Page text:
Interpreting data: graphs and charts 1
Author(s): Laura Lake

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Radiation Belts and Plasmapause Fluctuate Under Solar Storm
In this visualization, we see the interaction of the radiation belts (violet-white), the plasmapause (green surface) and magnetopause (grey surface).
Author(s): Daniel Baker,Greg Shirah,James Williams,Jerald Gol

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Testing Issues of Foraging and Flocking Behavior
Students foraging for 100 pieces of macaroni in 100 square feet where the daily food requirement is 5 pieces of macaroni, days are 1 minute long, and winters are 12 days long provide data that simulate survival statistics for populations using nonrenewed resources. Food density, food color, habitat vegetation density, forager experience, and level of forager competition are changed to simulate other environmental variables. Different food for different foragers and a population of predators on t
Author(s): Christopher Smith

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PediNeuroLogic Exam: Newborn: Normal: Cranial Nerves
Examination of the baby's cranial nerve function is often accomplished by observing spontaneous activity. During crying, facial movement (Cranial Nerve 7) is observed for fullness or asymmetry. The quality and strength of the cry is a way of looking at Cranial Nerves 9 and 10 function. Sucking and swallowing assesses Cranial Nerves 5, 7, 9, 10, and 12 because all of these cranial nerves are involved in this complex act. Eye movements (Cranial Nerves 3, 4 and 6) can be assessed by using the vesti
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5.1 Introduction

In this section I want to introduce Joe Penhall's play Landscape with Weapon. Having read the play several times, I must stress that it is a text that is particularly rich in ethical issues. These issues, however, are presented in a very down-to-earth way, in a very lively dialogue. I think the lesson from this is that you do not need to be in any kind of ‘formal’ situation to engage with ethics. Everyday conversation is littered with references and arguments about ethical mat
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Licensed under a Creative Commons Attribution - NonCommercial-ShareAlike 2.0 Licence - see http://creativecommons.org/licenses/by-nc-sa/2.0/uk/ - Original copyright The Open University

4.1 Introduction

The main resource for this section is the play Last Call by Mike Walker, the play that follows Call Waiting in the BBC Radio 4 series. This is a text rich in ethical issues, and, as you will see, these include not only ‘big’ questions (concerning, for example, the deployment and use of surveillance technologies) but, interestingly, everyday issues that you or I might face in our professional practice. This is, indeed, one of the reasons why I have chosen to explore this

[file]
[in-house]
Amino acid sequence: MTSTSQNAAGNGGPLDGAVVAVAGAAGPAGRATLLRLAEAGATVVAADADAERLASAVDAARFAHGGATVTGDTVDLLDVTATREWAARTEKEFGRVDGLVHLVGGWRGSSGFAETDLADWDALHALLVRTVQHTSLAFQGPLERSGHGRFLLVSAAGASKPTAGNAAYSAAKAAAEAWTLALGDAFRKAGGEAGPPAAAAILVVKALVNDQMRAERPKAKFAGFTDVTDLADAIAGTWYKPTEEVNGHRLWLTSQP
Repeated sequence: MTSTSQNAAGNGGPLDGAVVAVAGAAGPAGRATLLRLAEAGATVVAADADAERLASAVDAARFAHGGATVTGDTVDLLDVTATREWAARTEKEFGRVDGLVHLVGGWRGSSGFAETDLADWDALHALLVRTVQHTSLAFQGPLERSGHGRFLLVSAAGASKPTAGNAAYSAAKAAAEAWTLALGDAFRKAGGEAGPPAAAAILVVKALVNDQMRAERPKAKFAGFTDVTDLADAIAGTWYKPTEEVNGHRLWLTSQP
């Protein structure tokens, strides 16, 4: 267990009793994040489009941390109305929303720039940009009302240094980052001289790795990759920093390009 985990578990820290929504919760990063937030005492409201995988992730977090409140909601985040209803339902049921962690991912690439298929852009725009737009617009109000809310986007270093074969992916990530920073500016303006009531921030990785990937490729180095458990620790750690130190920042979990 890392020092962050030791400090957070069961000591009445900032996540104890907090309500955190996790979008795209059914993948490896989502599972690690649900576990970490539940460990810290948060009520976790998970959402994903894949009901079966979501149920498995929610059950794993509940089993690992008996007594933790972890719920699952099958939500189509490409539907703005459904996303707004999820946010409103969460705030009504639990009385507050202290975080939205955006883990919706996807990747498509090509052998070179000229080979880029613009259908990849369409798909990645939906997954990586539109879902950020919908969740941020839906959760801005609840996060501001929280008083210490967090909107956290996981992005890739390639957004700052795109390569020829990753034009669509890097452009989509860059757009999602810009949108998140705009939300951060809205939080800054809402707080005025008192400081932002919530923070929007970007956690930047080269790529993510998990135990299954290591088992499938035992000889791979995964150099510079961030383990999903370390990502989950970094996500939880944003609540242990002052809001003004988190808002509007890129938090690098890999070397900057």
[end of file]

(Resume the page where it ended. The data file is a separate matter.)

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Licensed under a Creative Commons Attribution - NonCommercial-ShareAlike 2.0 Licence - see http://creativecommons.org/licenses/by-nc-sa/2.0/uk/ - Original copyright The Open University

Environmental History Timeline
Students develop critical thinking skills by interviewing a person who has perspective on environmental history. Students explore the concept of a timeline, including historical milestones, and develop a sense of the context of events.
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Lees- en schrijfoefening: Outplacement
Na dit hoofdstuk kan je een schriftelijk overzicht geven van hoe bedrijven ontslagen medewerkers kunnen opvangen.
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Esophagus
The esophagus is the pipe-like structure that connects the mouth to the stomach. When we swallow our food, the food moves through the esophagus. The esophagus is located inside our bodies at the neck and chest.
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Tonsillectomy and Adenoidectomy
This patient education program explains what a tonsillectomy and adenoidectomy is, including its benefits and risks. This is a MedlinePlus Interactive Health Tutorial from the National Library of Medicine, designed and developed by the Patient Education Institute.
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Halloween Scary Quiz!
Test your knowledge of all things scary!!
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Getting Dirty on Mars
Getting Dirty on Mars is a fun and interactive way to introduce students to the basics of soil science. Based on NASA's Phoenix Mars Lander, students will simulate what it is like to collect soil samples just like the Phoenix. By measuring for themselves many of the properties scientists use to characterize soil samples, students will be better prepared to interpret those properties as used in actual applications.